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Do Minorities Misrepresent Their Ethnicity to Avoid Discrimination?

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  • Nikoloz Kudashvili
  • Philipp Lergetporer

    ()

Abstract

Discrimination against minorities is pervasive in many societies, but little is known about minorities’ strategies to avoid being discriminated against. In our trust game among 758 high-school students in the country of Georgia, ethnic Georgian trustors discriminate against the ethnic Armenian minority group. We introduce an initial signaling stage to investigate Armenians’ willingness to hide their ethnicity to avoid expected discrimination. 43 percent of Armenian trustees untruthfully signal to have a Georgian name. Signaling behavior is driven by expected transfers and non-pecuniary motives. This strategic misrepresentation of ethnicity increases Georgian trustors’ expected back transfers and eliminates their discriminatory behavior.

Suggested Citation

  • Nikoloz Kudashvili & Philipp Lergetporer, 2019. "Do Minorities Misrepresent Their Ethnicity to Avoid Discrimination?," CESifo Working Paper Series 7861, CESifo Group Munich.
  • Handle: RePEc:ces:ceswps:_7861
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    References listed on IDEAS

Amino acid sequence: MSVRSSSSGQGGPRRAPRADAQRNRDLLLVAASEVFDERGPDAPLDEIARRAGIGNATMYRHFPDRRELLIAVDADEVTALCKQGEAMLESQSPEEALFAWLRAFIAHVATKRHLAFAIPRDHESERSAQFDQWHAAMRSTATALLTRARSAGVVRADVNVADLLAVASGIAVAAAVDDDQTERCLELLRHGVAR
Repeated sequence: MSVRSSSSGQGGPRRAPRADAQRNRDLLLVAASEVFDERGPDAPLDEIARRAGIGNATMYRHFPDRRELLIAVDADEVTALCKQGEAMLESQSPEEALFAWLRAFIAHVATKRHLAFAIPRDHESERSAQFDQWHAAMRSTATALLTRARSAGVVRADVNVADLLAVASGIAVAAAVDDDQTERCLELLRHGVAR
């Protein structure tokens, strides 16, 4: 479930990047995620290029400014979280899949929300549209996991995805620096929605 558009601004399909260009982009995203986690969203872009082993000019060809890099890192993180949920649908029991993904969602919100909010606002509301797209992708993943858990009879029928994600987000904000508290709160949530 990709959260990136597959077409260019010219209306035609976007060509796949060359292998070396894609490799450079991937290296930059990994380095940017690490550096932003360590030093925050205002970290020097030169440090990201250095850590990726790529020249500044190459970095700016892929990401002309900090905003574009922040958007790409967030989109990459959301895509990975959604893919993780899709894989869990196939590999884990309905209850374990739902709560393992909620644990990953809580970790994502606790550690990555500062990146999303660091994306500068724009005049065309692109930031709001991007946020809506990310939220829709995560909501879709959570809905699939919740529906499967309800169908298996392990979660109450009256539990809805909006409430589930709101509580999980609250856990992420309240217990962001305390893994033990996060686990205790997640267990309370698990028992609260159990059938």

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    More about this item

    Keywords

    discrimination; trust game; experiment; signaling; adolescents;

    JEL classification:

    • C91 - Mathematical and Quantitative Methods - - Design of Experiments - - - Laboratory, Individual Behavior
    • C93 - Mathematical and Quantitative Methods - - Design of Experiments - - - Field Experiments
    • D83 - Microeconomics - - Information, Knowledge, and Uncertainty - - - Search; Learning; Information and Knowledge; Communication; Belief; Unawareness
    • J15 - Labor and Demographic Economics - - Demographic Economics - - - Economics of Minorities, Races, Indigenous Peoples, and Immigrants; Non-labor Discrimination
    • J16 - Labor and Demographic Economics - - Demographic Economics - - - Economics of Gender; Non-labor Discrimination
    • D90 - Microeconomics - - Micro-Based Behavioral Economics - - - General

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